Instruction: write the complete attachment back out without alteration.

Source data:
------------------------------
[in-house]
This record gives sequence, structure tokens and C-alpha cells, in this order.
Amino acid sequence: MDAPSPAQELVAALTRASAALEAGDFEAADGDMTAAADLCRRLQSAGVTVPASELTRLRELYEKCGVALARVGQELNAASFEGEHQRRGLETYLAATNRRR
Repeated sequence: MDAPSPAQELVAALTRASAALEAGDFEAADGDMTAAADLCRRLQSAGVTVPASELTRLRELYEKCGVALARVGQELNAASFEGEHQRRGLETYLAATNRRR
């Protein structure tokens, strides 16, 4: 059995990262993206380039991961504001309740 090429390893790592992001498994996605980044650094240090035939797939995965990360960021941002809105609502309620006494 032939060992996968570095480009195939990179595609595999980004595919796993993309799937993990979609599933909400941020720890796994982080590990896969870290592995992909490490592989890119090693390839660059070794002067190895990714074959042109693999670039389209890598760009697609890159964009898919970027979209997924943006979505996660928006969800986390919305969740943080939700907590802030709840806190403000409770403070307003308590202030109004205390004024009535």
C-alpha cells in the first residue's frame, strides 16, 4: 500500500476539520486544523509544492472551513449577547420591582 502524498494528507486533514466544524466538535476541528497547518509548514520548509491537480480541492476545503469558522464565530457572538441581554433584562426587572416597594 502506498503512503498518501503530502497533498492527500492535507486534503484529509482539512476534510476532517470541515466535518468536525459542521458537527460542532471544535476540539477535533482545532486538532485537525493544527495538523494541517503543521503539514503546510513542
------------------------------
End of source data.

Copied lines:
[in-house]
This record gives sequence, structure tokens and C-alpha cells, in this order.
Amino acid sequence: MDAPSPAQELVAALTRASAALEAGDFEAADGDMTAAADLCRRLQSAGVTVPASELTRLRELYEKCGVALARVGQELNAASFEGEHQRRGLETYLAATNRRR
Repeated sequence: MDAPSPAQELVAALTRASAALEAGDFEAADGDMTAAADLCRRLQSAGVTVPASELTRLRELYEKCGVALARVGQELNAASFEGEHQRRGLETYLAATNRRR
């Protein structure tokens, strides 16, 4: 059995990262993206380039991961504001309740 090429390893790592992001498994996605980044650094240090035939797939995965990360960021941002809105609502309620006494 032939060992996968570095480009195939990179595609595999980004595919796993993309799937993990979609599933909400941020720890796994982080590990896969870290592995992909490490592989890119090693390839660059070794002067190895990714074959042109693999670039389209890598760009697609890159964009898919970027979209997924943006979505996660928006969800986390919305969740943080939700907590802030709840806190403000409770403070307003308590202030109004205390004024009535």
C-alpha cells in the first residue's frame, strides 16, 4: 500500500476539520486544523509544492472551513449577547420591582 502524498494528507486533514466544524466538535476541528497547518509548514520548509491537480480541492476545503469558522464565530457572538441581554433584562426587572416597594 502506498503512503498518501503530502497533498492527500492535507486534503484529509482539512476534510476532517470541515466535518468536525459542521458537527460542532471544535476540539477535533482545532486538532485537525493544527495538523494541517503543521503539514503546510513542